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It’s the score that finally gives it away, after an airless first 15 minutes in which it seems like perhaps Neil Jordan — “Crying Game” and “Michael Collins” and “Butcher Boy” Neil Jordan! — has finally lost it and taken Isabelle Huppert and Chloe Grace Moretz along for the ride. It opens as a stilted, awkward drama, complete with the always-delightful Maika Monroe giving literal voice to what appears to be the film’s obvious theme (mommy issues, basically) — and then it takes a surprising flip.
Give thanks to the overwrought instrumental cue from composer Javier Navarrete: This is meant to be campy, a B-movie in disguise. The tension-filled strings cut in first, horror-movie music that wouldn’t be out of place in a “Conjuring” film, and then we see what they’re meant to highlight: Huppert, blithely flipping through Facebook to mine information about her latest prey. It’s a daring little twist, but after its seemingly straightforward first few minutes, that single scene pushes Jordan’s “Greta” somewhere new, and it only gets weirder and wilder from there.
The first big misstep of TIFF 2018: This campy B-movie curiosity should have been programmed in the Midnight Madness, instead hiding in the Special Presentations section where it’s billed as a “nerve-rattling thriller.” It’s that, sure, but it’s also hearty fun, a “bad” movie that’s made suddenly good by the involvement of a game audience and Jordan allowing Huppert to go certifiably batshit on a doe-eyed Moretz.
It’s easy to see why Jordan’s film, based on a story and screenplay by Ray Wright, zips through its opening act with such abandon, because there’s fun stuff to get to once the pieces are lined up. When waitress Frances (Moretz) finds a chic bag on the subway, she does the right thing: looks for identifying information of its owner, takes it home, keeps it safe. Her best friend and roommate Erica (Monroe, the secret MVP of a movie in which Huppert is the obvious draw) wants to rob it for cash to use for colonics or facials or something else they can presumably Instagram. Frances, sweet, dumb Frances, remains firm: that’s not what they do where she comes from. (Boston, if you’re wondering.)
The next morning, Frances trundles off to Brooklyn to deliver it to its owner, the eponymous Greta (Huppert), a honey-voiced ex-pat who lives in a charming little carriage house alluringly placed behind an anonymous apartment building. The pair bond immediately, Jordan having already let us in to Frances’ main psychological marker (her mom died a year ago, it’s not okay) and swiftly presenting Greta as a possible surrogate. Erica is mystified by the bond, and more than a little freaked out, but Frances revels in the new attention, and she and Greta zip through their early days, making each other dinner, adopting a dog for the lonely Greta, and intertwining their lives in ways that seem beneficial to both.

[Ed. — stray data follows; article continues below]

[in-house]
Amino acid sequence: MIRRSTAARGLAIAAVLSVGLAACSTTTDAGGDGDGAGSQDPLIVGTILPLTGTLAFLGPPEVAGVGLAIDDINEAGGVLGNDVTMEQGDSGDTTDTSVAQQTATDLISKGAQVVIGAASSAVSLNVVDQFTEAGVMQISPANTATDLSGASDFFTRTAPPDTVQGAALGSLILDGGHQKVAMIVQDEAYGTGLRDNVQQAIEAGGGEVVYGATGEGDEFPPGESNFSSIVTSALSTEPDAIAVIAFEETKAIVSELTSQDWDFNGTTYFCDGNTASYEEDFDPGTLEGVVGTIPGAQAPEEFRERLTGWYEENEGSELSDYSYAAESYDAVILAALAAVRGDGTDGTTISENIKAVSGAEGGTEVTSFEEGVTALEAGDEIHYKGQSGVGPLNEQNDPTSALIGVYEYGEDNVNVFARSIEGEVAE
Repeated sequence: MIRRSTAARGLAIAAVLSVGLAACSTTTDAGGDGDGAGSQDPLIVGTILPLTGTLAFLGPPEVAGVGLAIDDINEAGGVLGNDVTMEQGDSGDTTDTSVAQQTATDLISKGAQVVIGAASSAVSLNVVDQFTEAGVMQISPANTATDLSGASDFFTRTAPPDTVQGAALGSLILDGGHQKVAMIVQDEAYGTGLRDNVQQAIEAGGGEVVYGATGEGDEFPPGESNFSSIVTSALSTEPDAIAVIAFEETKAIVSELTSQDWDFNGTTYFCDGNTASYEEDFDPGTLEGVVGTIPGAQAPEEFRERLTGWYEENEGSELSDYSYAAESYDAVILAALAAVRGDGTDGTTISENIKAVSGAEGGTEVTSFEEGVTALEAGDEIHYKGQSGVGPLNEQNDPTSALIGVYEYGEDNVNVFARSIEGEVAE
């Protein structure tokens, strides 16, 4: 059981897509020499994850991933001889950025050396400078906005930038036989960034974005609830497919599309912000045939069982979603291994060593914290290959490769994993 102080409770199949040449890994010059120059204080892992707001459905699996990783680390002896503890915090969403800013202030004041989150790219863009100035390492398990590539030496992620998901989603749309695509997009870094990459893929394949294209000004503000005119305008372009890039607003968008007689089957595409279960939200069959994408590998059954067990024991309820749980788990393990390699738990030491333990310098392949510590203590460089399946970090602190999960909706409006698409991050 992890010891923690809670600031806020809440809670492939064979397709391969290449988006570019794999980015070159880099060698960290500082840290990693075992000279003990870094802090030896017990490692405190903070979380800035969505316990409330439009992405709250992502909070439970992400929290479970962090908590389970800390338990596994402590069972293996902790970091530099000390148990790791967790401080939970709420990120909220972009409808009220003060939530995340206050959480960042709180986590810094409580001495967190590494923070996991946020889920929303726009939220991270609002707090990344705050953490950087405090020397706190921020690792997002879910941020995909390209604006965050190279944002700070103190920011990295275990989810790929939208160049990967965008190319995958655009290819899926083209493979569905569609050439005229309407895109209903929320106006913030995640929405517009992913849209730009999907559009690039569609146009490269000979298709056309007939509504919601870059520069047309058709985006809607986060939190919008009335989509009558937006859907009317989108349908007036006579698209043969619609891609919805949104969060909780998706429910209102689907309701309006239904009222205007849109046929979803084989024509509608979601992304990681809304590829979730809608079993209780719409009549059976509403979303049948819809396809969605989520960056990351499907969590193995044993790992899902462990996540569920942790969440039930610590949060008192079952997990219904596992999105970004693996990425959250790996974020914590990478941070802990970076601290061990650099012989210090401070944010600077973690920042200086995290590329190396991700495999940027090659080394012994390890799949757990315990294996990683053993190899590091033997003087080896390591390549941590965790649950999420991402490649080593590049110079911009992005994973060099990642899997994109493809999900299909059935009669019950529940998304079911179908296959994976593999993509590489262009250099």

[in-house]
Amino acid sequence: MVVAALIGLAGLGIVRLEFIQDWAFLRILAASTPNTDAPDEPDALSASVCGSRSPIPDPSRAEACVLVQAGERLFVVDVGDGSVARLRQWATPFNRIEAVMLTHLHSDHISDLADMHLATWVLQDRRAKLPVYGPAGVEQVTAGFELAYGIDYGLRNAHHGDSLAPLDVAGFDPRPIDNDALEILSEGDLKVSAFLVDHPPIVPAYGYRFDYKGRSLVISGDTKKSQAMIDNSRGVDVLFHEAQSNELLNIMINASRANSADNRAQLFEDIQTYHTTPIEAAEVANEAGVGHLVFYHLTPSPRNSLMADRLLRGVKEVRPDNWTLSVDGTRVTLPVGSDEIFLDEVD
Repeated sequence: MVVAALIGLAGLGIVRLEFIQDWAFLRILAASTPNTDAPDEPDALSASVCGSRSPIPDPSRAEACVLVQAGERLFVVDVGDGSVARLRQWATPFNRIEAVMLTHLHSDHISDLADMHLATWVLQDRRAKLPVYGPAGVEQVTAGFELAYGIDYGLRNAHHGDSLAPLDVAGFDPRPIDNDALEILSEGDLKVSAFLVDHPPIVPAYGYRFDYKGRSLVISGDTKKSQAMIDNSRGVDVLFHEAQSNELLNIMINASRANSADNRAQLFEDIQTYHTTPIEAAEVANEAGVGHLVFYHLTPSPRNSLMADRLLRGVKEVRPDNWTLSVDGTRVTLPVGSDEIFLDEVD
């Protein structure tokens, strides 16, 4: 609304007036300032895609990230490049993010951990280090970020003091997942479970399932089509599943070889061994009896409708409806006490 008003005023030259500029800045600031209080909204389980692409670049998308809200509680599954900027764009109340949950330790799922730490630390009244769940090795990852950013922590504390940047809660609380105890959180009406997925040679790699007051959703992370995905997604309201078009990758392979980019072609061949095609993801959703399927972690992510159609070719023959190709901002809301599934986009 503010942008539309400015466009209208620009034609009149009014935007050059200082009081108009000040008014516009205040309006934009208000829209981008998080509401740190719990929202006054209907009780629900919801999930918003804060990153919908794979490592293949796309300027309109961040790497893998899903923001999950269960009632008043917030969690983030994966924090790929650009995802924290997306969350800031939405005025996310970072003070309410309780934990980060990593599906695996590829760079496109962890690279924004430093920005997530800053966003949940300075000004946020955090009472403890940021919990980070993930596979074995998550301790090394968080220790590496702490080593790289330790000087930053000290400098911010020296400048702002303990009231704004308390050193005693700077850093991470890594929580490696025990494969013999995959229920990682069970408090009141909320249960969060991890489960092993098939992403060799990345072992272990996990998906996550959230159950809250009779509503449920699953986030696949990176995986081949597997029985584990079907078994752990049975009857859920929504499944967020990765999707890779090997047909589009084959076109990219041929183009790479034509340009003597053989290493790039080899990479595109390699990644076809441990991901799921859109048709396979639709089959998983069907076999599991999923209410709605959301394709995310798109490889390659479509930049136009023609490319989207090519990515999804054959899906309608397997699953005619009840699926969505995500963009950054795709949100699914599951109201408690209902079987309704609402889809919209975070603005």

Huppert’s tension-laced foray onto Frances’ Facebook page is menacing before the strings kick in, because she’s presented herself as a technological neophyte, and her online trawling speaks to someone with significantly more experience. And then Frances finds something in a cabinet (a wacky reveal too good to spoil) that makes it clear that Greta’s “lost” bag may have been wholly intentional.
As Frances tries to pull away, Greta goes nutty, and Jordan and Huppert stage a batshit stalker film for the ages, a modern tale of obsession that finds its footing in scenes as silly as Greta taking menacing photos (well framed, though!), standing outside Frances’ workplace for hours on end, and eventually flipping a table in a crowded restaurant. Bolstered by Navarrete’s over-the-top score, each scene moves from scary to hilarious in the minimum of time, and that’s well before it really gets to its most bonkers twists.
By the time Greta is all but pirouetting around a dead body and Wright and Jordan’s script tosses in a tiny detail about her being a disgraced nurse with a love of narcotics, “Greta” has gone so fully off the rails that such narrative elements don’t even matter. The joy is just Huppert, desperate and scary and so, so funny, and Jordan making good on early hints about nefarious piano lessons and something called “the box.”
Light on her feet, flying over a body recently dispatched in a tossed-off plot point and Greta’s increasingly addled brain, another film would go for the darker shades, but Jordan opts to turn the cliche and overwrought into unexpected B-movie joy. Greta all but winks at the camera, and “Greta” is very much in on the joke.
“Greta” premiered at the 2018 Toronto International Film Festival. It is currently seeking U.S. distribution.